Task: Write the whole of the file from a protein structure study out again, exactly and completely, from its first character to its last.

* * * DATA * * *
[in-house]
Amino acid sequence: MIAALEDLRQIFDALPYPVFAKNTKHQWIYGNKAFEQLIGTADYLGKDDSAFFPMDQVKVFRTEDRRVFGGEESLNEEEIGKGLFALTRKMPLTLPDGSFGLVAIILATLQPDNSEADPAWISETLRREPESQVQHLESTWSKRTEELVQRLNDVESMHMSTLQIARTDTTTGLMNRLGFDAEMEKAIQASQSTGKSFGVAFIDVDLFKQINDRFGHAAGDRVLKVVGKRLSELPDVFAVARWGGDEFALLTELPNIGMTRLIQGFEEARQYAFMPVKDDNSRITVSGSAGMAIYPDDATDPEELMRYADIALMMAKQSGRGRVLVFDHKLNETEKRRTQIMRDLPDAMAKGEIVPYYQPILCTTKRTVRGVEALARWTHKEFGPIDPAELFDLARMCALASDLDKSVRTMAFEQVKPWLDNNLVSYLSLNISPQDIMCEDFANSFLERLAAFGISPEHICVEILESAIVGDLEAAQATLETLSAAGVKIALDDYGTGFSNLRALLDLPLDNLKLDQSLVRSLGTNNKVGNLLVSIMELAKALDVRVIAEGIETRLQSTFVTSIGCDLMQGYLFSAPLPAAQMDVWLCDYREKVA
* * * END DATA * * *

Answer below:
[in-house]
Amino acid sequence: MIAALEDLRQIFDALPYPVFAKNTKHQWIYGNKAFEQLIGTADYLGKDDSAFFPMDQVKVFRTEDRRVFGGEESLNEEEIGKGLFALTRKMPLTLPDGSFGLVAIILATLQPDNSEADPAWISETLRREPESQVQHLESTWSKRTEELVQRLNDVESMHMSTLQIARTDTTTGLMNRLGFDAEMEKAIQASQSTGKSFGVAFIDVDLFKQINDRFGHAAGDRVLKVVGKRLSELPDVFAVARWGGDEFALLTELPNIGMTRLIQGFEEARQYAFMPVKDDNSRITVSGSAGMAIYPDDATDPEELMRYADIALMMAKQSGRGRVLVFDHKLNETEKRRTQIMRDLPDAMAKGEIVPYYQPILCTTKRTVRGVEALARWTHKEFGPIDPAELFDLARMCALASDLDKSVRTMAFEQVKPWLDNNLVSYLSLNISPQDIMCEDFANSFLERLAAFGISPEHICVEILESAIVGDLEAAQATLETLSAAGVKIALDDYGTGFSNLRALLDLPLDNLKLDQSLVRSLGTNNKVGNLLVSIMELAKALDVRVIAEGIETRLQSTFVTSIGCDLMQGYLFSAPLPAAQMDVWLCDYREKVA